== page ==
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Human Anatomy: Skin Care Facts Our Amazing and Wonderous Skin (Part 1)

Updated on January 18, 2011

Skin Care and Skin Layers

So often we take our skin for granted.  It is bothersome when our hands get too dry or our face gets too oily.  Skin care is something your body needs you to do for it.  Our skin does more than cover our bones. It guards our inner tissues against the outside elements of light, heat, infection and injury. Our skin is what regulates our body temperature, alerts us to pain and stores fat, vitamin D and water. Our skin is made up of 3 layers, but the thickness varies on different parts of the body. The bottom of our feet and the palms of our hands are the toughest layers. Our lips and eyelids are the thinnest layer and our back has the thickest layer of skin.  So when someone says you are thick skinned, maybe you should just turn your back on them. Our face has many different kinds of  skin characteristics. Our nose and cheeks have more oil glands than other parts of our skin, which makes them more oily. Our eyelids have very thin layers, that is why we can see light even when our eyes are closed.

Skin care is an important regimen to have and you  probably haven’t  given much thought to all the talented things our skin can do::

Know the layers of your skin for good skin care treatment

 Proper skin care  is important
Proper skin care is important
Layers of the skin
Layers of the skin
epidermis, dermis, subcutaneous layers
epidermis, dermis, subcutaneous layers
  • Our skin is considered an organ, and is the largest organ in our body
  • A little piece of skin about the size of a coin like a quarter will contain nerve endings, blood vessels, over 3,000,000 cells, 100 plus sweat glands, oil glands, lymph vessels and hair follicles
  • hair and nails contain similar cells to our skin
  • the more melanin (pigment) you have in your skin, the darker the color of your skin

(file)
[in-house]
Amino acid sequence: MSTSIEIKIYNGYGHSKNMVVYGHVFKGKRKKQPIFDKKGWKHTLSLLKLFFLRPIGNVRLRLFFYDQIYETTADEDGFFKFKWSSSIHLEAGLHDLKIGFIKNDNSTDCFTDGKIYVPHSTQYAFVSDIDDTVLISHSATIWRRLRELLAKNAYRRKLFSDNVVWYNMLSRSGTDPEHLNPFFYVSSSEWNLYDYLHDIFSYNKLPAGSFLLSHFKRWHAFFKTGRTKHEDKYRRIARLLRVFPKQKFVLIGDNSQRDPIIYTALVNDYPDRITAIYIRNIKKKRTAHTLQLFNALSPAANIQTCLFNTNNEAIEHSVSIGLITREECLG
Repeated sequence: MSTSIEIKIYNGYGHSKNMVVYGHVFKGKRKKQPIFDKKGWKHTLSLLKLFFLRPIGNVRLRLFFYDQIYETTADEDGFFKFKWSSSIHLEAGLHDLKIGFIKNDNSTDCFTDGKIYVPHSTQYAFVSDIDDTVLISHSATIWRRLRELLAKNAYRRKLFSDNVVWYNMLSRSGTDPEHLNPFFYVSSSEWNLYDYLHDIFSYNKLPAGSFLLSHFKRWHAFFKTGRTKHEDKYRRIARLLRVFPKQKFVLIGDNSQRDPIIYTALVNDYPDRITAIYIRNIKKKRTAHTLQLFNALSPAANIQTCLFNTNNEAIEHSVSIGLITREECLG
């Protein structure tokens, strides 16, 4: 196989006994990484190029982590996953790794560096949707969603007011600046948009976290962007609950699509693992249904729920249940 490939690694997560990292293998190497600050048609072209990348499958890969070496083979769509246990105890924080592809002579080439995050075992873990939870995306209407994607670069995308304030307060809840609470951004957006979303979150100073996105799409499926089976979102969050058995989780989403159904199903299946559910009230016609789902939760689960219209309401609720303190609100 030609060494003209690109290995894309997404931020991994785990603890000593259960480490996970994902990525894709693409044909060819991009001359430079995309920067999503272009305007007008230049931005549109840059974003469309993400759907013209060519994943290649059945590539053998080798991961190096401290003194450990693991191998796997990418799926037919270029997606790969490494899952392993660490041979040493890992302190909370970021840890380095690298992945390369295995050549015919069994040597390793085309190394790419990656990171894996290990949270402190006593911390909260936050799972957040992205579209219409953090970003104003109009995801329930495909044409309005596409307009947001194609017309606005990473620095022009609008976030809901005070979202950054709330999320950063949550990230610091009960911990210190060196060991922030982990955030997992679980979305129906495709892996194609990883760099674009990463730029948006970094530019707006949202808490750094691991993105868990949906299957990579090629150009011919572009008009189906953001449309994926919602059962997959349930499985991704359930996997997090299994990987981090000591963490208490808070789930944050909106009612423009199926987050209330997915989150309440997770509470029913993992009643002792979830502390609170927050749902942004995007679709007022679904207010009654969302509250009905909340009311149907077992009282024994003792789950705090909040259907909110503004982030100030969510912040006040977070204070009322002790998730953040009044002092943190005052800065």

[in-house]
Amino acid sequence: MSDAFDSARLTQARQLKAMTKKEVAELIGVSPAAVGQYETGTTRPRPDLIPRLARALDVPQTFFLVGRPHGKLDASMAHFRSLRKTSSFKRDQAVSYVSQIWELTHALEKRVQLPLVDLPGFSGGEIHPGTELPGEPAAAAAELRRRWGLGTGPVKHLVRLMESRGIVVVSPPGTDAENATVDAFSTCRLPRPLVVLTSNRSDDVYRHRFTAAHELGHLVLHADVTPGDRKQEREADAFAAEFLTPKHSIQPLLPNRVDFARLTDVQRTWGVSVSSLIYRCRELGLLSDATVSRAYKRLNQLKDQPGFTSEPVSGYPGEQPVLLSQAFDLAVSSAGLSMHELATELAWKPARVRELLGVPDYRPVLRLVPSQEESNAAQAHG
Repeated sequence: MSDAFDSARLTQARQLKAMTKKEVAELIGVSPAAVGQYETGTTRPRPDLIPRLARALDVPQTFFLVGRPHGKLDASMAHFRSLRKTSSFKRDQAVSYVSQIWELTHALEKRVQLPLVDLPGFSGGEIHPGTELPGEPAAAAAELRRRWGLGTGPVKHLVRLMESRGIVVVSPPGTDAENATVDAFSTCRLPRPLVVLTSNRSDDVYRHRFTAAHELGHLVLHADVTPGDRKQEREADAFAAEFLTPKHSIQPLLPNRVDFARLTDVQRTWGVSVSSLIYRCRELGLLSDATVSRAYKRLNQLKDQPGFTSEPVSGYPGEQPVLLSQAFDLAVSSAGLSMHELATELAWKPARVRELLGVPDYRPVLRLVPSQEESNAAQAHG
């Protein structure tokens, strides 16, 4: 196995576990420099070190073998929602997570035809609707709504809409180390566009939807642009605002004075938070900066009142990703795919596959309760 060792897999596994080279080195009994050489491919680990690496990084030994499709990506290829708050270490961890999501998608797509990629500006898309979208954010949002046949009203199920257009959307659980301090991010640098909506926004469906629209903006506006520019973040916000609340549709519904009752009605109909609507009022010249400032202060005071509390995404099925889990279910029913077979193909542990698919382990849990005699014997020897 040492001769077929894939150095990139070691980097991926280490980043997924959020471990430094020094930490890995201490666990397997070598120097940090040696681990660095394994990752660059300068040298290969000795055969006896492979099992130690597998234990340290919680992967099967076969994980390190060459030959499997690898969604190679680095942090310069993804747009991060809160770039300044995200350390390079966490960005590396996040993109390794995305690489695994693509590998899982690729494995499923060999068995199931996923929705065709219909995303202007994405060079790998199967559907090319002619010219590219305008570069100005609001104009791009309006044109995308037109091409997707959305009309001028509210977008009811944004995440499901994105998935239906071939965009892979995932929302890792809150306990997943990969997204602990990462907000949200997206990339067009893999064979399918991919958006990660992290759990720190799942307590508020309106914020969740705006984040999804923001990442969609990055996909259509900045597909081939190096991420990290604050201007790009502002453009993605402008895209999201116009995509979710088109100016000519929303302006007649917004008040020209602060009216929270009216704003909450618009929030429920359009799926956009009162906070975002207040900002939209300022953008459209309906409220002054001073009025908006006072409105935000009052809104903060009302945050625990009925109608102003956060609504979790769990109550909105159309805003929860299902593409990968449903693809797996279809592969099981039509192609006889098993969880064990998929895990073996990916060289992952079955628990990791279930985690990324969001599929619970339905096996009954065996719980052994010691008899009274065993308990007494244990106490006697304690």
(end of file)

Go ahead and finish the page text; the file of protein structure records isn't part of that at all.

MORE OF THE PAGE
• it takes about 2 weeks to a month for new cells to be made at the bottom of the epidermis until they reach the top of the epidermis where they will then slough off.  
  • the skin we see is really dead cells. Below this layer is where the skin is busy doing all of its work.  
  • proper skin care is important to our overall health
  • hair follicles and oil glands (part of the dermis layer) are found all over our body except for the palms of our hands, and the soles of our feet, and our lips.
It has been estimated that we shed approximately thirty to forty thousand skin cells every minute on a constant basis.  (if you are good at math, you can tell me how many cells you lost during the time you have read this article). It has been calculated that it comes out to about nine pounds per year. Luckily, we are a skin cell factory that is constantly reproducing more new cells, so don’t worry  about running out of skin. 

Three Amazing Layers

Skin care will help keep your skin looking and feeling good. There are three layers of the skin, the top layer is the epidermis (outer layer), dermis (inner layer, and subcutis (fat layer).  Each layer serves a specific function.  In addition, our nails, and hair are extensions of our skin.  They are made up of similar cells to the skin.

The epidermis consists of 3 layers within itself.

  1. Stratum Corneum also known as horny layer. This is the layer we shed.  Dead Keratin is very important. It protects the skin from harmful substances and comes from the dead cells of our skin.
  2. Keratinocytes are the main type of cell in this layer of skin. Keratin is very important. Keratinocytes are also known as squamous cells. These cell serve the useful purpose of giving our entire body what it needs
  3. Basal Layer is the most inward layer of the epidermis. Basal cells are constantly dividing and growing new keratinocyte. The old ones are replaced as we shed the dead keratinocytes.

Skin Has Many Important Functions

New cells in the skin grow from the bottom up. The most bottom layer, the basal layer constantly grows new cells.  The cells in the in between layer of the epidermis are designed to be the toughest. Their strength and resiliency act as a protector for all that is beneath it.  The top layer, the stratum corneum is constantly shedding the dead cells that have risen to the outermost part of our skin.

Our skin gets its pigment color from melanin and is also produced in the epidermis. Sunlight triggers the melanin, which is why we tan.